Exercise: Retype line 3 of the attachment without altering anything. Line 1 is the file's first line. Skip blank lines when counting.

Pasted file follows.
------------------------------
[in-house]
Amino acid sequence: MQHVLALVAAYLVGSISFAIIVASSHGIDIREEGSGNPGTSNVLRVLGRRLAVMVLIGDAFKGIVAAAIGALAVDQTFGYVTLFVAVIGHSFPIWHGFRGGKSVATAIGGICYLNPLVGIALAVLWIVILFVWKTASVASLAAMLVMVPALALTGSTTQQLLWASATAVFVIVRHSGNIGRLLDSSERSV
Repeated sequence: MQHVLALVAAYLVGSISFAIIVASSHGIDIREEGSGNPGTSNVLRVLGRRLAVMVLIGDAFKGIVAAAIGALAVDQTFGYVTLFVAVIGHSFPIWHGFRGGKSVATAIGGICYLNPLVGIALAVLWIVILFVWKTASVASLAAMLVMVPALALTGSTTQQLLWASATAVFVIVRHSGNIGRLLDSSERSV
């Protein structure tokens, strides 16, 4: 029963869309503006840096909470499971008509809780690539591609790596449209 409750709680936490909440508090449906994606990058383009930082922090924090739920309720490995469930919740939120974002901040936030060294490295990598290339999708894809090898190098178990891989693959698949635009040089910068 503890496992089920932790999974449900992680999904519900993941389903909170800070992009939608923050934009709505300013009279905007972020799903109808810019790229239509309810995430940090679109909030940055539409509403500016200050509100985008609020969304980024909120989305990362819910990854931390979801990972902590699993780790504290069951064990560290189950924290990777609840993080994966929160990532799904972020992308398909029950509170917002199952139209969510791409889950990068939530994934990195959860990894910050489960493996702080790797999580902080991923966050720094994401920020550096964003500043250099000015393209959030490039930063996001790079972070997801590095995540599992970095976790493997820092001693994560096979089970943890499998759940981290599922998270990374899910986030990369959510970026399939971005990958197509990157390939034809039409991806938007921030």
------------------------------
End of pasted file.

Repeated sequence: MQHVLALVAAYLVGSISFAIIVASSHGIDIREEGSGNPGTSNVLRVLGRRLAVMVLIGDAFKGIVAAAIGALAVDQTFGYVTLFVAVIGHSFPIWHGFRGGKSVATAIGGICYLNPLVGIALAVLWIVILFVWKTASVASLAAMLVMVPALALTGSTTQQLLWASATAVFVIVRHSGNIGRLLDSSERSV